Suddenly, I started buying floetrol in bulk and 10 packs of canvases on sale. I used old bed sheets on the floor and an extra massage table as my creating space. The only route in Battle Creek(the city I was living in) I knew like the back of my hand was the same road that led to Michaels, Menards, and Meijer. I felt like a real artist for the first time because I bought quality acrylics and could lose track of time for hours creating. Now remember, I had like a 6 square foot space for this, and pour paintings take time to dry. So I always had paintings on the floor or cups scattered on my kitchen counter.
Now when I would come home, 30 mins away from anyone I knew, I would see myself in forms of paint on canvases laying all over, on the walls, and on my one small round side table. I would see how diverse and expansive I was ( still am ). I would remind myself of interconnectedness. I’d still let myself be consumed by loneliness, fear, isolation. And I’d feel it, and see that I was surrounded by Love. By Creation. Creation heals. Unlocking this vault led to me singing more, writing more, dancing more, connecting with myself more, connecting with my people more. Feeling more confident in myself, releasing old habits, letting myself be. Yes, creativity is that powerful. That little space held me for a year. A cocoon. Where I left it even more raw than when I had entered, and more whole.
Each piece I’ve created is a piece of my heart. My soul. It’s a reminder of our humanness. And our divinity. And how we all are struggling on some level, and it’s all valid. Your struggle is valid. No matter what it looks like on the outside. You deserve to surround yourself with things that remind you of your humanness and divine power. I create art to inspire you to be your best self. To remind you of why we’re in it, and to keep going. To please, keep going. To transmute your pain into power. To access your joy and open your heart to the oneness we all share. Art is meant to hang on your wall, lean on your table, rest on your desk, be anywhere you want, to help you unlock your own potential. Creating helped me heal so much that I want to touch your life, and whomever I can, and show you that creating helps you heal as well. Creativity can help you feel connected to Earth and to others.(citation) And that’s what we need more of. So make time for yourself and create. Create with yourself, Create with others. The most important thing is that you do it.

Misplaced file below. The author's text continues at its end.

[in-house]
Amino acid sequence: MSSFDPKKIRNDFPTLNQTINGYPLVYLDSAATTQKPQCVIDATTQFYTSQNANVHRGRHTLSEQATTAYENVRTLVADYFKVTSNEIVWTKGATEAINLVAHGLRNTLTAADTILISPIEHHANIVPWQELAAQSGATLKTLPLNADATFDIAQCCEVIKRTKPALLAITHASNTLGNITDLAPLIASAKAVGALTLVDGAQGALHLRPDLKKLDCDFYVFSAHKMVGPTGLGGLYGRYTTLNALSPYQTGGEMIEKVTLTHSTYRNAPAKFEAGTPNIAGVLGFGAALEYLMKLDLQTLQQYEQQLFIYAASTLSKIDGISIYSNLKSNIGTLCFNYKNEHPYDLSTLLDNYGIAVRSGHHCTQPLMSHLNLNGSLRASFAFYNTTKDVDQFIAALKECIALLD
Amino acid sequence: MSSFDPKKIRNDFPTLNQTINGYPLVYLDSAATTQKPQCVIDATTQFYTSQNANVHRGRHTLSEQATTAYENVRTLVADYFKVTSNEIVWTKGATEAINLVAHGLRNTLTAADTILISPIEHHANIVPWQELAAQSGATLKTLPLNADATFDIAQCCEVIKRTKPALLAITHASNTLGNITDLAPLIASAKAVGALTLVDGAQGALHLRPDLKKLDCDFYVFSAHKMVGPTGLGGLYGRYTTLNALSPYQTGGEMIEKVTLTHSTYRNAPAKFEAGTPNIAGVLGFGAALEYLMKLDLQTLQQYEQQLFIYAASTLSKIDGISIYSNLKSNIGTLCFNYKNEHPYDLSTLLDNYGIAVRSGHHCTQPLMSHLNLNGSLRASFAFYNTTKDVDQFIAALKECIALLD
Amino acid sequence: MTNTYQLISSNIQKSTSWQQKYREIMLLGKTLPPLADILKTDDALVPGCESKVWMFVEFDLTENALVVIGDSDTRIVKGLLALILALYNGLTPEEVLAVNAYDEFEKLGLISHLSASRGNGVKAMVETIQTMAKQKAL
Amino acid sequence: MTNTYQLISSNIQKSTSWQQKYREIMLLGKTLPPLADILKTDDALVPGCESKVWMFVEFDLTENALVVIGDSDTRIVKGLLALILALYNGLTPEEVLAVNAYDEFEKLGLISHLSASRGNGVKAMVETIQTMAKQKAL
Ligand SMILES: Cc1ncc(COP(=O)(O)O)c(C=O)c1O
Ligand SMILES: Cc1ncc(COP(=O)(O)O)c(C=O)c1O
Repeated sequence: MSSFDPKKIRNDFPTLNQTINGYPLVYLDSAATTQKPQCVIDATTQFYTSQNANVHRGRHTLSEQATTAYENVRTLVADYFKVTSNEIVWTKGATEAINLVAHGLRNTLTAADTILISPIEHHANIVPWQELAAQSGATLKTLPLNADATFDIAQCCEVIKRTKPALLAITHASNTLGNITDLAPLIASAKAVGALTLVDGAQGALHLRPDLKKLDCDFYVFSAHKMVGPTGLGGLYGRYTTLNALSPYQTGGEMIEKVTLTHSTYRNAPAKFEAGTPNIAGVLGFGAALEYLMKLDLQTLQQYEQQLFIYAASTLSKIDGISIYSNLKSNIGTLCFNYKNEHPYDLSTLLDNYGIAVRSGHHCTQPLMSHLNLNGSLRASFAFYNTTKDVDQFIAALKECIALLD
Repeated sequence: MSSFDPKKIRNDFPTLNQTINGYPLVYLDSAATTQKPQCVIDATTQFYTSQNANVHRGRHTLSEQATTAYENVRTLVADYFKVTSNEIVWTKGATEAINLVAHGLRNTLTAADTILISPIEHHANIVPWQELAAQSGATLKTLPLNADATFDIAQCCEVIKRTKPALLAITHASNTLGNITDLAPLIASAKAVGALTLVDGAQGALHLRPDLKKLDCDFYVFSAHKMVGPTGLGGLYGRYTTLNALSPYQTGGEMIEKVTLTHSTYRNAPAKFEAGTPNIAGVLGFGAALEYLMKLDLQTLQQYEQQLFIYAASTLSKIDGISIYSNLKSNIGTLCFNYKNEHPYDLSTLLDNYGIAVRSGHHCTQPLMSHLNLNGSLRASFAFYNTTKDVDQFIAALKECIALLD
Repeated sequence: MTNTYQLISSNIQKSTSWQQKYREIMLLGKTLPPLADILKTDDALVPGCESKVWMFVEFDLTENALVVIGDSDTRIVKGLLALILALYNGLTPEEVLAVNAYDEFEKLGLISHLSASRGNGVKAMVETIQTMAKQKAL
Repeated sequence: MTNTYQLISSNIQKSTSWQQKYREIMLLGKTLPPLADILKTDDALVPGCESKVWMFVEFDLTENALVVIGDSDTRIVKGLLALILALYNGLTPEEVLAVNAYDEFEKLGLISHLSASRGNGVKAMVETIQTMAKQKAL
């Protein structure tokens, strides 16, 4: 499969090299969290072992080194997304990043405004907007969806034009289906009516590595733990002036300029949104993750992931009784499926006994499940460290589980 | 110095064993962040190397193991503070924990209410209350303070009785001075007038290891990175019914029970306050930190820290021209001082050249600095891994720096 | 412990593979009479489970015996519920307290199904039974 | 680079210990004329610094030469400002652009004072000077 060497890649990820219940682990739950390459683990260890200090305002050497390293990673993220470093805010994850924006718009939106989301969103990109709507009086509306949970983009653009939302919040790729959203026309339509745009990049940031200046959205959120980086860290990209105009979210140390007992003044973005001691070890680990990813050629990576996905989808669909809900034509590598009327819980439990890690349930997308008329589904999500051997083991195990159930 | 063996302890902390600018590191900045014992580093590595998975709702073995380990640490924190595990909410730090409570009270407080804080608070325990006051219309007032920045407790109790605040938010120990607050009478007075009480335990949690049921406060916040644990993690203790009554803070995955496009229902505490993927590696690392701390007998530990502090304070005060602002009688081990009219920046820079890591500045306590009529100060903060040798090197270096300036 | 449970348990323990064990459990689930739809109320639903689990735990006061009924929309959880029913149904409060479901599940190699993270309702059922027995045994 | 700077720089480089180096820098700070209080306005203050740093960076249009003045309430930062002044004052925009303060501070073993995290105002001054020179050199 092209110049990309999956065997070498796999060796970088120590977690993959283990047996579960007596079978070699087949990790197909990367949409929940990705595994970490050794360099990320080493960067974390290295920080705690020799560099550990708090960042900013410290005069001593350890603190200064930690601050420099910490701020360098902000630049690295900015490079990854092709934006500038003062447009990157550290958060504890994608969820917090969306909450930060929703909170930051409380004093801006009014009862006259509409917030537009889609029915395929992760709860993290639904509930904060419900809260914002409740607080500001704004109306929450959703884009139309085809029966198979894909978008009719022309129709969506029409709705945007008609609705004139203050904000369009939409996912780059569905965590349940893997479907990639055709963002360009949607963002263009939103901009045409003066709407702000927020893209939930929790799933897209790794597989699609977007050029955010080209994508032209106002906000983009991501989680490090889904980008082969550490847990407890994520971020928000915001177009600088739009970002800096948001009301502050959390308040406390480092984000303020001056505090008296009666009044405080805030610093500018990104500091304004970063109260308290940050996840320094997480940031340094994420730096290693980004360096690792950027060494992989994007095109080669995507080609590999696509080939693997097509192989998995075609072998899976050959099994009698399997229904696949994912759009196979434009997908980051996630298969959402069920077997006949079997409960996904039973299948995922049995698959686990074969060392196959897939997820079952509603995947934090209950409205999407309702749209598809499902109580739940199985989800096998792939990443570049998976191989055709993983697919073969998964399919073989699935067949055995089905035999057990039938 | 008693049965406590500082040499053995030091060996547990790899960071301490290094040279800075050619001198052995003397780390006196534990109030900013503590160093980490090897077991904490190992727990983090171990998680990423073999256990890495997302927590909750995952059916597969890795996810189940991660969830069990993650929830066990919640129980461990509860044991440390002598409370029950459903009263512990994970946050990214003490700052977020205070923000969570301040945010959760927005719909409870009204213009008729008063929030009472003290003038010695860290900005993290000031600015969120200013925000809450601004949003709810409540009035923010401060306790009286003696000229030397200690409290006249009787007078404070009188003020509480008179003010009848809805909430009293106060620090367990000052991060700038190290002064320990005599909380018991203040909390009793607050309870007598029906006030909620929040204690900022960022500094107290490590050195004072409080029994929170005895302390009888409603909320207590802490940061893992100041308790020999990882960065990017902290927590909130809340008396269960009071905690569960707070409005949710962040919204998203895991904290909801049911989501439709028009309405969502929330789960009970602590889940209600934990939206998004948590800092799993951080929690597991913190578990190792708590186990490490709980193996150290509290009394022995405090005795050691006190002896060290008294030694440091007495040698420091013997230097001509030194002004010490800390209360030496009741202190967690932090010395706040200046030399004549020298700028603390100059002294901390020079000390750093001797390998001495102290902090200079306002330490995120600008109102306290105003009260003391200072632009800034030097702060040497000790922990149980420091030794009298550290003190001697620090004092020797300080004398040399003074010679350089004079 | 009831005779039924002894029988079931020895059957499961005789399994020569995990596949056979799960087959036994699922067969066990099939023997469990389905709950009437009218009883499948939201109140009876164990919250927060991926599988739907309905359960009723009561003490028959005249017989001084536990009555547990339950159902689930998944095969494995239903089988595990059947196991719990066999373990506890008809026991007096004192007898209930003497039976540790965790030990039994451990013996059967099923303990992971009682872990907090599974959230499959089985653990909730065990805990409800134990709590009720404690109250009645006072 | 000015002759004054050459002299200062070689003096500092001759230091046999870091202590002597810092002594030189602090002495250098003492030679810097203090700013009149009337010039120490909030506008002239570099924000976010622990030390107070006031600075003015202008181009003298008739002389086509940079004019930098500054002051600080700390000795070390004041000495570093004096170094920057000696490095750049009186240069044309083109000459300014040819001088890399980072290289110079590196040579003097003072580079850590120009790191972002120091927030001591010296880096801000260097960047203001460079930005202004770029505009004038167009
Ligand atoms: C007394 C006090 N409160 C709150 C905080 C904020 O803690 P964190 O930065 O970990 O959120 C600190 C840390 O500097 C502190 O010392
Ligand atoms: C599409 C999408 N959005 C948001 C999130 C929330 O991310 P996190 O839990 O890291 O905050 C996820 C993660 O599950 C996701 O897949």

Now put it into practice. Because passive reading gets you nowhere. Practice and action do. This week: Make time for yourself to create. You must carve out time for yourself otherwise, you’ll keep putting it off. Schedule 5, 10 mins. Schedule an hour or two. Whatever fits. Practice with your kids, practice with your mom or grandma. Do something creative, whether it’s painting, drawing, doodling, dancing, singing, writing, playing an instrument, or whatever else you find expansive and creative. Do it. And tell me in the comments what you did. How you felt beforehand, and how you felt after. I’d love to hear from you.
Creative Healing: How to Heal Yourself by Tapping Your Hidden Creativity
By Michael Samuels, Mary Rockwood Lane